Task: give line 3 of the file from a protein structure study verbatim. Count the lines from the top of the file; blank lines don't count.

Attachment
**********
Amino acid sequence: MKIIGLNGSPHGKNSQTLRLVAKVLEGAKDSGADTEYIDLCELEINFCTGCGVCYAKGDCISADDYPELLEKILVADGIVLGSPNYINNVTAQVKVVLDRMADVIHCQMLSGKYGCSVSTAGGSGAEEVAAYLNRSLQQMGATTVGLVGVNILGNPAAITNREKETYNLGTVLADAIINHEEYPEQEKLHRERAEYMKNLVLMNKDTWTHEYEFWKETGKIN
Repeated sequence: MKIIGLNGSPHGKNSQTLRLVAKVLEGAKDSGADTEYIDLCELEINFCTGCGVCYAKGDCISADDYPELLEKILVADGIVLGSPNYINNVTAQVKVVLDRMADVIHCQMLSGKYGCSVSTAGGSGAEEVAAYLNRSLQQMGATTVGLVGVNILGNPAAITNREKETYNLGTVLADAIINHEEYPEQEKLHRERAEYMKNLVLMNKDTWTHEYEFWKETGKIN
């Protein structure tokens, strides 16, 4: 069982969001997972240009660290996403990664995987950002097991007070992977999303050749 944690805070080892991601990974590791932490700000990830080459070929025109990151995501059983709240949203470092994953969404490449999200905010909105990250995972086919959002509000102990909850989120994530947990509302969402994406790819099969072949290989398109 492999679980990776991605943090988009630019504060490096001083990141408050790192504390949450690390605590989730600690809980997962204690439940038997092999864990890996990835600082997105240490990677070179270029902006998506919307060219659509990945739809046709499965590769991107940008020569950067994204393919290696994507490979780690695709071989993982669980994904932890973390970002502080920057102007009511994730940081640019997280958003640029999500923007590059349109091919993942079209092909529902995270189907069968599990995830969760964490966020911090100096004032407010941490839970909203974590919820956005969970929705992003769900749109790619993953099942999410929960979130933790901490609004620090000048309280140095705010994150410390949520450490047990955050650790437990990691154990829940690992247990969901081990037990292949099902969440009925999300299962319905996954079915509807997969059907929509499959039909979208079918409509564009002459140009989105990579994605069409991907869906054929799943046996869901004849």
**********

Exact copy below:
């Protein structure tokens, strides 16, 4: 069982969001997972240009660290996403990664995987950002097991007070992977999303050749 944690805070080892991601990974590791932490700000990830080459070929025109990151995501059983709240949203470092994953969404490449999200905010909105990250995972086919959002509000102990909850989120994530947990509302969402994406790819099969072949290989398109 492999679980990776991605943090988009630019504060490096001083990141408050790192504390949450690390605590989730600690809980997962204690439940038997092999864990890996990835600082997105240490990677070179270029902006998506919307060219659509990945739809046709499965590769991107940008020569950067994204393919290696994507490979780690695709071989993982669980994904932890973390970002502080920057102007009511994730940081640019997280958003640029999500923007590059349109091919993942079209092909529902995270189907069968599990995830969760964490966020911090100096004032407010941490839970909203974590919820956005969970929705992003769900749109790619993953099942999410929960979130933790901490609004620090000048309280140095705010994150410390949520450490047990955050650790437990990691154990829940690992247990969901081990037990292949099902969440009925999300299962319905996954079915509807997969059907929509499959039909979208079918409509564009002459140009989105990579994605069409991907869906054929799943046996869901004849």